Keywords: Artificial Intelligence; social credit scoring, ethics; consumer psychology
    Date: 2022–11
  2. By: Shayan Halder
    Abstract: Economy is severely dependent on the stock market. An uptrend usually corresponds to prosperity while a downtrend correlates to recession. Predicting the stock market has thus been a centre of research and experiment for a long time. Being able to predict short term movements in the market enables investors to reap greater returns on their investments. Stock prices are extremely volatile and sensitive to financial market. In this paper we use Deep Learning networks to predict stock prices, assimilating financial, business and technology news articles which present information about the market. First, we create a simple Multilayer Perceptron (MLP) network and then expand into more complex Recurrent Neural Network (RNN) like Long Short Term Memory (LSTM), and finally propose FinBERT-LSTM model, which integrates news article sentiments to predict stock price with greater accuracy by analysing short-term market information. We then train the model on NASDAQ-100 index stock data and New York Times news articles to evaluate the performance of MLP, LSTM, FinBERT-LSTM models using mean absolute error (MAE), mean absolute percentage error (MAPE) and accuracy metrics.
    Date: 2022–11
  3. By: Katarzyna Kopczewska (Faculty of Economic Sciences, University of Warsaw)
    Abstract: This paper is a methodological guide on using machine learning in the spatial context. It provides an overview of the existing spatial toolbox proposed in the literature: unsupervised learning, which deals with clustering of spatial data and supervised learning, which displaces classical spatial econometrics. It shows the potential and traps of using this developing methodology. It catalogues and comments on the usage of spatial clustering methods (for locations and values, separately and jointly) for mapping, bootstrapping, cross-validation, GWR modelling, and density indicators. It shows details of spatial machine learning models, combined with spatial data integration, modelling, model fine-tuning and predictions, to deal with spatial autocorrelation and big data. The paper delineates "already available" and "forthcoming" methods and gives inspirations to transplant modern quantitative methods from other thematic areas to research in regional science.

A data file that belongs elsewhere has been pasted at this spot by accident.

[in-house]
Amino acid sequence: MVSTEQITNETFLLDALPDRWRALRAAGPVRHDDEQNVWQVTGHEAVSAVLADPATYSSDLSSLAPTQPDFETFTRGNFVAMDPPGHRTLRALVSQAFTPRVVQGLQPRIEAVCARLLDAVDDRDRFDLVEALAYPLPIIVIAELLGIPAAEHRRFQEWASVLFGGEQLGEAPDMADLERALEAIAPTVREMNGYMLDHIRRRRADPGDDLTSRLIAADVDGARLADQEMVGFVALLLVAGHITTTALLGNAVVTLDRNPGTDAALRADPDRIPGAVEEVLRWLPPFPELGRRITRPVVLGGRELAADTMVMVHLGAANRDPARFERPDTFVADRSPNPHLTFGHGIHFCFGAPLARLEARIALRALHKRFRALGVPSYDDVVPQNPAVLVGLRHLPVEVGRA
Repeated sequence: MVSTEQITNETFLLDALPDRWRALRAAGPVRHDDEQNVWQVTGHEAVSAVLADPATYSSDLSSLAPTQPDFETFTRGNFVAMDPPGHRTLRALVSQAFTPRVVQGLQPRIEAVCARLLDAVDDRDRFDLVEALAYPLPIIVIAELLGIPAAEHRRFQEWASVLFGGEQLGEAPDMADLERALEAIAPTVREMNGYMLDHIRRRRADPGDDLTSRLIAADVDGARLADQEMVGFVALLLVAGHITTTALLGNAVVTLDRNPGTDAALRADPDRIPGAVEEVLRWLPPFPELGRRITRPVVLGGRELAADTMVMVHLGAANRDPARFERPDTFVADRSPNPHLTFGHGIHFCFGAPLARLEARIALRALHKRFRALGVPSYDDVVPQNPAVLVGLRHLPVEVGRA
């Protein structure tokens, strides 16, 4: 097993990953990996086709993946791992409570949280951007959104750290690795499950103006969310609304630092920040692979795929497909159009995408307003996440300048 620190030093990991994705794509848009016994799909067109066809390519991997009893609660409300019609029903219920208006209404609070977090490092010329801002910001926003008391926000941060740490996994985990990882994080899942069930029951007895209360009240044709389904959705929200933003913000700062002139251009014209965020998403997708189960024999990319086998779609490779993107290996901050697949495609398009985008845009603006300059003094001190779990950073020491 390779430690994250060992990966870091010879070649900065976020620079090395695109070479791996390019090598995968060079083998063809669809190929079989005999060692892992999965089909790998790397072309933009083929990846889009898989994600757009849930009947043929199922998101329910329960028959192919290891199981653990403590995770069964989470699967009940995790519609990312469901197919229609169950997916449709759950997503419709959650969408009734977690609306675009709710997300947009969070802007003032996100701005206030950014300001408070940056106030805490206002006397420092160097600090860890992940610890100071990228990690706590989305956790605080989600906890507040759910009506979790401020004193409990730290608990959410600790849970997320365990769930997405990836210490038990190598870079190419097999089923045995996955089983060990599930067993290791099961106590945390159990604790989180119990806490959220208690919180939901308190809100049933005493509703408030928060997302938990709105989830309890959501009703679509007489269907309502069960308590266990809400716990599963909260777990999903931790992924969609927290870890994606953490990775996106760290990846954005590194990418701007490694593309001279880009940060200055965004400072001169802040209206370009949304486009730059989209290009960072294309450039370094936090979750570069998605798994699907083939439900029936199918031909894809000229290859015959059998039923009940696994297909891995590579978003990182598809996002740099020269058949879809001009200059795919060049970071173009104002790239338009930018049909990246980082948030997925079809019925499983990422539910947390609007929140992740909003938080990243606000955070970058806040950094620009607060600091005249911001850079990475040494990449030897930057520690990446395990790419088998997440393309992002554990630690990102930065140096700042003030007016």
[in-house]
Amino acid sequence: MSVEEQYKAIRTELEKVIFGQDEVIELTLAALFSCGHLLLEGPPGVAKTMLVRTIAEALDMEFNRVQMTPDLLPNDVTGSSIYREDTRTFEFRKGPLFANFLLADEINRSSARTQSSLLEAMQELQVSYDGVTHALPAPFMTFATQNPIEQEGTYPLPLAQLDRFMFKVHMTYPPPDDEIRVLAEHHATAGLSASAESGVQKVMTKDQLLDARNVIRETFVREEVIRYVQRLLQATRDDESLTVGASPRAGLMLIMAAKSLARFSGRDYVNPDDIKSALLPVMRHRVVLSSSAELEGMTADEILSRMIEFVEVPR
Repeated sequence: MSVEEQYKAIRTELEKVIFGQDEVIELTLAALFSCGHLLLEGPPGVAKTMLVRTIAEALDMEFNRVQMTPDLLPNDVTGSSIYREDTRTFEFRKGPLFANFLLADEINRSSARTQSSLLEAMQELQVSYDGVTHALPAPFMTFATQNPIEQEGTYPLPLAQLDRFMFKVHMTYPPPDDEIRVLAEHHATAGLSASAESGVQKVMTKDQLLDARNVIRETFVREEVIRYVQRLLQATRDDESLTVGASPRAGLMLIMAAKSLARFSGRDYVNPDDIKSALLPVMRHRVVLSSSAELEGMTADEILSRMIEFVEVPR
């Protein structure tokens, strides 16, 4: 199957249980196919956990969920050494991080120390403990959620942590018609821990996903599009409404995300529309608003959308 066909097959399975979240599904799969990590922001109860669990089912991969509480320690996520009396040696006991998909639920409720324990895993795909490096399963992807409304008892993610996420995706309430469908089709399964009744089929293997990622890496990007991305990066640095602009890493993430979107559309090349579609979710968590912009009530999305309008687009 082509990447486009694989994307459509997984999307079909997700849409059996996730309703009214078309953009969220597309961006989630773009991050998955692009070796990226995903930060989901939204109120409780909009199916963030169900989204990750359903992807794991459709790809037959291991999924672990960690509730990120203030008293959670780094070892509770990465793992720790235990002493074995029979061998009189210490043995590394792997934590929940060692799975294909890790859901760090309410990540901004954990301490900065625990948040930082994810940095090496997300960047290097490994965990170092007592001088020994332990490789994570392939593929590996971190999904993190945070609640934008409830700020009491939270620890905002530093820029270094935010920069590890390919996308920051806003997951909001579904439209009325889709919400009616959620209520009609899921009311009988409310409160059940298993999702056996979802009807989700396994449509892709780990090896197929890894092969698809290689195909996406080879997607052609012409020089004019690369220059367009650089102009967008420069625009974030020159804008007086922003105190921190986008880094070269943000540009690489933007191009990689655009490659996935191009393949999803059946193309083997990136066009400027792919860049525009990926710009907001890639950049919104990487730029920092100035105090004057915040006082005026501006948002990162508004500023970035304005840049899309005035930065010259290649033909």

Keywords: spatial machine learning, clustering, spatial covariates, spatial cross-validation, spatial autocorrelation
    JEL: C31 R10 C49
    Date: 2021
  4. By: Zongwu Cai (Department of Economics, The University of Kansas, Lawrence, KS 66045, USA); Pixiong Chen (Department of Economics, The University of Kansas, Lawrence, KS 66045, USA)
    Abstract: In this paper, we propose to utilize machine learning methods to determine the expected aggregated stock market risk premium based on online investor sentiment. Our empirical studies provide a strong evidence that some machine learning methods, such as the extreme gradient boosting or random forest, show significant predictive ability in terms of out-of-sample R-square with high-dimensional investor sentiment proxies. They also outperform the traditional linear models, which reveal a possible unobserved nonlinear relationship between online investor sentiment and risk premium. Moreover, this predictability based on online investor sentiment has a better economic value that it improves portfolio performance for investors who need to decide the optimal asset allocation in terms of certainty equivalent return gain and Sharpe ratio.
    JEL: C45 C55 C58 G11 G17
    Date: 2022–11
  5. By: Kakuho Furukawa (Bank of Japan); Ryohei Hisano (The University of Tokyo); Yukio Minoura (Bank of Japan); Tomoyuki Yagi (Bank of Japan)
    Abstract: Recent years have seen a growing trend to utilize "alternative data" in addition to traditional statistical data in order to understand and assess economic conditions in real time. In this paper, we construct a nowcasting model for the Indices of Industrial Production (IIP), which measure production activity in the manufacturing sector in Japan. The model has the following characteristics: First, it uses alternative data (mobility data and electricity demand data) that is available in real-time and can nowcast the IIP one to two months before their official release. Second, the model employs machine learning techniques to improve the nowcasting accuracy by endogenously changing the mixing ratio of nowcast values based on traditional economic statistics (the Indices of Industrial Production Forecast) and nowcast values based on alternative data, depending on the economic situation. The estimation results show that by applying machine learning techniques to alternative data, production activity can be nowcasted with high accuracy, including when it went through large fluctuations during the spread of the COVID-19 pandemic.